Myths and Legends of the Celtic Race

Page: 159


There is much here that reminds us of Gnostic or Oriental thought. It is certainly very unlike Christian orthodoxy of the sixteenth century. As a product of the Cymric mind of that period the reader may take it for what it is worth, without troubling himself either with antiquarian theories or with their refutations.

Let us now turn to the really ancient work, which is not philosophic, but creative and imaginative, produced by British bards and fabulists of the Middle Ages. But before we go on to set forth what we shall find in this literature we must delay a moment to discuss one thing which we shall not.

[pg 336]

The Arthurian Saga

For the majority of modern readers who have not made any special study of the subject, the mention of early British legend will inevitably call up the glories of the Arthurian Saga—they will think of the fabled palace at Caerleon-on-Usk, the Knights of the Round Table riding forth on chivalrous adventure, the Quest of the Grail, the guilty love of Lancelot, flower of knighthood, for the queen, the last great battle by the northern sea, the voyage of Arthur, sorely wounded, but immortal, to the mystic valley of Avalon. But as a matter of fact they will find in the native literature of mediæval Wales little or nothing of all this—no Round Table, no Lancelot, no Grail-Quest, no Isle of Avalon, until the Welsh learned about them from abroad; and though there was indeed an Arthur in this literature, he is a wholly different being from the Arthur of what we now call the Arthurian Saga.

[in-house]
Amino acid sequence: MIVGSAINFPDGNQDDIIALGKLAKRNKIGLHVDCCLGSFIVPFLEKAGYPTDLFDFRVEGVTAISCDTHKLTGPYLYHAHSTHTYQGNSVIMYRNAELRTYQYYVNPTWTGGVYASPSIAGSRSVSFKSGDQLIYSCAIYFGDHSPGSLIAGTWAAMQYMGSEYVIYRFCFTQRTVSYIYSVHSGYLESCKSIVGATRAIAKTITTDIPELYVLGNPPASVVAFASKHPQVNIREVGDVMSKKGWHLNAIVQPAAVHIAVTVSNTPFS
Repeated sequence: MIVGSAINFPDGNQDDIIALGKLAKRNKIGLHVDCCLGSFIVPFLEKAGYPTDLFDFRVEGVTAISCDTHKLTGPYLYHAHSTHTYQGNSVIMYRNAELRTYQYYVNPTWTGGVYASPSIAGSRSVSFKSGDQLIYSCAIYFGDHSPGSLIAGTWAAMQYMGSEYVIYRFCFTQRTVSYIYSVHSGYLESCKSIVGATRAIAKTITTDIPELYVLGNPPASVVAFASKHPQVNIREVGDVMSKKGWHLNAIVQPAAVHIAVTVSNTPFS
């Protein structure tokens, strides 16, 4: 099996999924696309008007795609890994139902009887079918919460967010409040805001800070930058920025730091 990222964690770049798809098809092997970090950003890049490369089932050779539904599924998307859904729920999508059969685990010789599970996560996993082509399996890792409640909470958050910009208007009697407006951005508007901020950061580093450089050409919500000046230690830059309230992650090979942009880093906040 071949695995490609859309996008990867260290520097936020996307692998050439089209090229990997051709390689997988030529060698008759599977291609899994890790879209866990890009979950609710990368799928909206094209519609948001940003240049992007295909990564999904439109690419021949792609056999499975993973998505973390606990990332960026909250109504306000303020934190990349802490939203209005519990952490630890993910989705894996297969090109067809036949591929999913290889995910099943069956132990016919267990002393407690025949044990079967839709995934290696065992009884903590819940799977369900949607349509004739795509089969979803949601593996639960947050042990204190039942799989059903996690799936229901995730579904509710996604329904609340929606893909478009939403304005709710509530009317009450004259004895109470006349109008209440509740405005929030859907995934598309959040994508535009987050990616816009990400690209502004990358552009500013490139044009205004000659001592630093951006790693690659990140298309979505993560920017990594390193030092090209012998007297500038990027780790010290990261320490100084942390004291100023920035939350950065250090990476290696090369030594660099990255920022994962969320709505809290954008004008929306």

The earliest extant mention of Arthur is to be found in the work of the British historian Nennius, who wrote his “Historia Britonum” about the year 800. He derives his authority from various sources—ancient monuments and writings of Britain and of Ireland (in connexion with the latter country he records the legend of Partholan), Roman annals, and chronicles of saints, especially St. Germanus. He presents a fantastically Romanised and Christianised view of British history, deriving the Britons from a Trojan and Roman ancestry. His account of Arthur, however, is both sober and brief. Arthur, who, according to Nennius, lived in the sixth century, was not a king; his ancestry was less noble than that of many other British chiefs, who, nevertheless, [pg 337] for his great talents as a military Imperator, or dux bellorum, chose him for their leader against the Saxons, whom he defeated in twelve battles, the last being at Mount Badon. Arthur's office was doubtless a relic of Roman military organisation, and there is no reason to doubt his historical existence, however impenetrable may be the veil which now obscures his valiant and often triumphant battlings for order and civilisation in that disastrous age.